How can we generate the mind of exchanging self with others? As with abandoning self-cherishing and cherishing others, it suffices for us to contemplate the advantages of doing so and then make the determination to cherish only others. The more familiarity we gain with this determination, the more our behavior will become consistent with it. Fundamentally it is simply a question of familiarity. We need to make effort every day, month after month, life after life, to come to cherish only others. With familiarity this mind will come. Once it does, as explained before, enlightenment will naturally follow.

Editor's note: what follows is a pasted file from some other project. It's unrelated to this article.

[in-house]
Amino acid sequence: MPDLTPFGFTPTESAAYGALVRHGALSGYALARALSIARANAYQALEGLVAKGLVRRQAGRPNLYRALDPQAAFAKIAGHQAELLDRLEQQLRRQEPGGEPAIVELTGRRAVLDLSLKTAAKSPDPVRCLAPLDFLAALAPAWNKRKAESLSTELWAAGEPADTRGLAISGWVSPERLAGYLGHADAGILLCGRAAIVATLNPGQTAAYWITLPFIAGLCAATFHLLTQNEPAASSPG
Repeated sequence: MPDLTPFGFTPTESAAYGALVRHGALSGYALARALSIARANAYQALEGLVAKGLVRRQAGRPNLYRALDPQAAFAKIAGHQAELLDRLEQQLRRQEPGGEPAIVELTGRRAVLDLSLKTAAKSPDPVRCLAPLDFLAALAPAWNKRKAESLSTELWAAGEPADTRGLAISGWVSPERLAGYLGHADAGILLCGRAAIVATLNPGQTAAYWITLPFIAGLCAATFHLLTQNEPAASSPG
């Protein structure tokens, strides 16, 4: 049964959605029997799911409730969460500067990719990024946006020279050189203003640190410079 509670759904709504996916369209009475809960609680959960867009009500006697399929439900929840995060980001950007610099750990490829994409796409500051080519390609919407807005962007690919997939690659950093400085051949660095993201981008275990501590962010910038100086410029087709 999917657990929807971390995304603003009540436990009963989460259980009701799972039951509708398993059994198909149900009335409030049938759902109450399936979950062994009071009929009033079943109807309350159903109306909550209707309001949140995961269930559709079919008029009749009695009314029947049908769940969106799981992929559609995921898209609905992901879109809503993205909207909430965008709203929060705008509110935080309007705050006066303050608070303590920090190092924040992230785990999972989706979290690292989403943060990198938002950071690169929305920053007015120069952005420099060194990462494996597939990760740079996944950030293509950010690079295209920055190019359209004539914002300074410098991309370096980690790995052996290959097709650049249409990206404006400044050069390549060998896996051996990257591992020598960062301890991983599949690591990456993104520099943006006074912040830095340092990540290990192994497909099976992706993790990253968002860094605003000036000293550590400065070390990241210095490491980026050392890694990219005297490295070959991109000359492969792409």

In chapter eight of Guide to the Bodhisattva’s Way of Life, Shantideva explains a special method for generating the mind of exchanging self with others. He encourages us to identify with people who we normally generate pride, competitiveness, or jealousy towards. We put ourselves in their shoes and look back upon our old self. For example, we usually generate pride towards someone who we think is inferior to us in some way. When we put ourselves in their shoes and look back at our arrogant old self, we can see very clearly our selfish and deluded behavior and can realize what the other the person needs from us. Seeing ourselves from the perspective of others is a powerful way for undermining and ultimately destroying our self-cherishing attitude.